Human Rights Archives Section

The Human Rights Archives Section aims to create a space for SAA members and other stakeholders (human rights advocates, scholars, government officials, and non-governmental organization workers) to increase dialogue and collaboration on issues related to the collection, preservation, disclosure, legal implications, and ethics of human rights documentation.

Login to your SAA profile to sign up for our listserv

Human Rights Archives Section Blog

Human Rights Archives Section Twitter

News & Announcements

The Nelson Mandela Foundation has acquired an archival document with great historical significance. Dating from the final stages of the Treason Trial (1956-1961), it is an open letter by the trialists to the people of Britain calling for support in their defence against the apartheid state’s charges of treason.
Institutional practices during the pandemic have undermined job stability in more subtle ways as well. In a survey by the Archival Workers Emergency Fund, respondents expressed concern about the elimination and consolidation of positions, reduction of contract lengths, inability to find new positions, and distribution of the impact along gendered and racial lines.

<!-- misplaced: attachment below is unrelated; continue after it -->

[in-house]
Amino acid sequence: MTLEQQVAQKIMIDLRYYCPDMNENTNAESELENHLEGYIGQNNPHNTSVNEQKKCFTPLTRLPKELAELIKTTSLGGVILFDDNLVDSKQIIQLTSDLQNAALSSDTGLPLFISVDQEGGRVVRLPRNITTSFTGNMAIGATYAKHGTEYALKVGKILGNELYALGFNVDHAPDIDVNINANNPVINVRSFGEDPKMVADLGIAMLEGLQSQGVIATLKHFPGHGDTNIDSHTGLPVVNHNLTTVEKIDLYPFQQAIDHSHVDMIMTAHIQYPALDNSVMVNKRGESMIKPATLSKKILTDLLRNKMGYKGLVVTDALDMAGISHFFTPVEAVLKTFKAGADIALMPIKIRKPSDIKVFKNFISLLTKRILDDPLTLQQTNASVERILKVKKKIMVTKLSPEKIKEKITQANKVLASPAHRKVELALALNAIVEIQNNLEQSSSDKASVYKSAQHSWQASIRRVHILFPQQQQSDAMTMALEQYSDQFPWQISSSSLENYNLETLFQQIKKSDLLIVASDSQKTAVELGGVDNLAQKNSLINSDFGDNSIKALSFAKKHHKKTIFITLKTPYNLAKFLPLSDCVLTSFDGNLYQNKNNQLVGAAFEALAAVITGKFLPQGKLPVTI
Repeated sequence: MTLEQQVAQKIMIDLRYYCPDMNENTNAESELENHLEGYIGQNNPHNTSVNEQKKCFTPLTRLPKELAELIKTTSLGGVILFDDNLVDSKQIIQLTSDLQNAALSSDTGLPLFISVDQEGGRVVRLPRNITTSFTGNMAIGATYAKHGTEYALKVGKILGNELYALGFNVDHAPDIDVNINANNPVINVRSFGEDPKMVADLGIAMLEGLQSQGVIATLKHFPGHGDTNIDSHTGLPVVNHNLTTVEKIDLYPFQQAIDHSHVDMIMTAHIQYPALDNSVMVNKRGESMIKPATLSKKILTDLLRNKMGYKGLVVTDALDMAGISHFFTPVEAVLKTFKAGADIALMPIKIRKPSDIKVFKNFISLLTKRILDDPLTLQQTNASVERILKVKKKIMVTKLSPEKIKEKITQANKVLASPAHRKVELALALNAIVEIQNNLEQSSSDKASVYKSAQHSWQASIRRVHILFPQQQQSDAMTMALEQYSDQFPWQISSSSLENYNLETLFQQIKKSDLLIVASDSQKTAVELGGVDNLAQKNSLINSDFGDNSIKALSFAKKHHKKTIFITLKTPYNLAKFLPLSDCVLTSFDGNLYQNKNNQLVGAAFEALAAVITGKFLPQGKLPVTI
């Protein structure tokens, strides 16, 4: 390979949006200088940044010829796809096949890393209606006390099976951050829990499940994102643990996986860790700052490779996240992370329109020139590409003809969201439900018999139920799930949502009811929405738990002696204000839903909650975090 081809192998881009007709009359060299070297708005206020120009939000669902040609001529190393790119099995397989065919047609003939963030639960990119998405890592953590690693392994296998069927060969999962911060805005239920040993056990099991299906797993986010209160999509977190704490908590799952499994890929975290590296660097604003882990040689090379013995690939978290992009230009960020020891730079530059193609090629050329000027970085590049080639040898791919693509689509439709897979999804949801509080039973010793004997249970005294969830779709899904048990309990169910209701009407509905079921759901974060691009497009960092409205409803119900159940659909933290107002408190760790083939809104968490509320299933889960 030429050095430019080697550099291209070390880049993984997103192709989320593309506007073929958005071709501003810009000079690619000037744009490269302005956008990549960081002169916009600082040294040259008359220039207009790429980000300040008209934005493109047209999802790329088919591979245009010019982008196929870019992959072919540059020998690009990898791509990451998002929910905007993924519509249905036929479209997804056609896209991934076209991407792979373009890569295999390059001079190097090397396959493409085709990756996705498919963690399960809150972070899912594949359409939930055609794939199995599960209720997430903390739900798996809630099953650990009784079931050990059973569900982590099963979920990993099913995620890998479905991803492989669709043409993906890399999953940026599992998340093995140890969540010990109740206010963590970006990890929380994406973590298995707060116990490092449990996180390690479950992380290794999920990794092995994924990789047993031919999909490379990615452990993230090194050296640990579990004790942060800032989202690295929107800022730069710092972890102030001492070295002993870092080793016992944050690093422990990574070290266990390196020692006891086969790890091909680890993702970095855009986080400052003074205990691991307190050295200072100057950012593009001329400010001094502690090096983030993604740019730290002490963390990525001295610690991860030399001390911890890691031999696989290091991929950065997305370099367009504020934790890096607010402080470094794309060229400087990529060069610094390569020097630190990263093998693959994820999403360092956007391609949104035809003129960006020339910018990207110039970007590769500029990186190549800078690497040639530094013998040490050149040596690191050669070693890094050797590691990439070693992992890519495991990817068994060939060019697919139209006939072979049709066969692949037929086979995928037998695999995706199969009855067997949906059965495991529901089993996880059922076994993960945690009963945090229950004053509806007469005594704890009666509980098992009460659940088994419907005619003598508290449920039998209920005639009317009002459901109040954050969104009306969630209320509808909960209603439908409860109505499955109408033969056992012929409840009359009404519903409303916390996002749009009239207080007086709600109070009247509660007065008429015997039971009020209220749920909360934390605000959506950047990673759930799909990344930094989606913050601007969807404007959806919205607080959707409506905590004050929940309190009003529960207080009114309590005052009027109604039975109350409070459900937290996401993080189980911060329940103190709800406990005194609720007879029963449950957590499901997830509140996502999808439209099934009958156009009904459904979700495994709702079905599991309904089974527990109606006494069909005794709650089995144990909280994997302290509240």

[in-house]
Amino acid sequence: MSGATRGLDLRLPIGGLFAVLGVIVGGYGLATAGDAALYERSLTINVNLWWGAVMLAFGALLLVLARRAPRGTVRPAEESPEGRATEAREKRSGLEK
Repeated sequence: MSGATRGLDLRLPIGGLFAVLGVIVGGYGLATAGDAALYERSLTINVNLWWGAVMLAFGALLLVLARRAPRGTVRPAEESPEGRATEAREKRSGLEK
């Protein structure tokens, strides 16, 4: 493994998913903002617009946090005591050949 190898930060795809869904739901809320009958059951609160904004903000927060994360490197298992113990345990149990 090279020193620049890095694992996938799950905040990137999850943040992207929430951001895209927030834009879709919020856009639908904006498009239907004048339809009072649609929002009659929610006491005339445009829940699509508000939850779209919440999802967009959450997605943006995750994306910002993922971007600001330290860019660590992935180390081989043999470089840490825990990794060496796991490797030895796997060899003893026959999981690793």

Many archivists are reevaluating workflows and practices in order to create more equitable, anti-oppressive, and anti-racist metadata in their repositories.
In March 2021, Lecturer-rank employees at the University of Michigan Libraries—specifically the Librarians, Archivists, and Curators (LAC)—voted to form a union as part of the University of Michigan’s Lecturers’ Employees Organization.
Every Friday for the past nine weeks, artists and activists have been carrying on weekly rallies, assemblies and teach-ins in front of the Museum of Modern Art (MoMA) in New York City.
Given the use of social media by people living in areas of armed conflict or severe repression, social media platforms have become accidental and unstable archives for human rights content.
Academics continuously loosen the concept of the archives in vigorous debate and flowery speech, while hundreds of linear feet of Black history are stacked in secure shelving, unbeknownst and inaccessible to implicated communities.
Syndicate content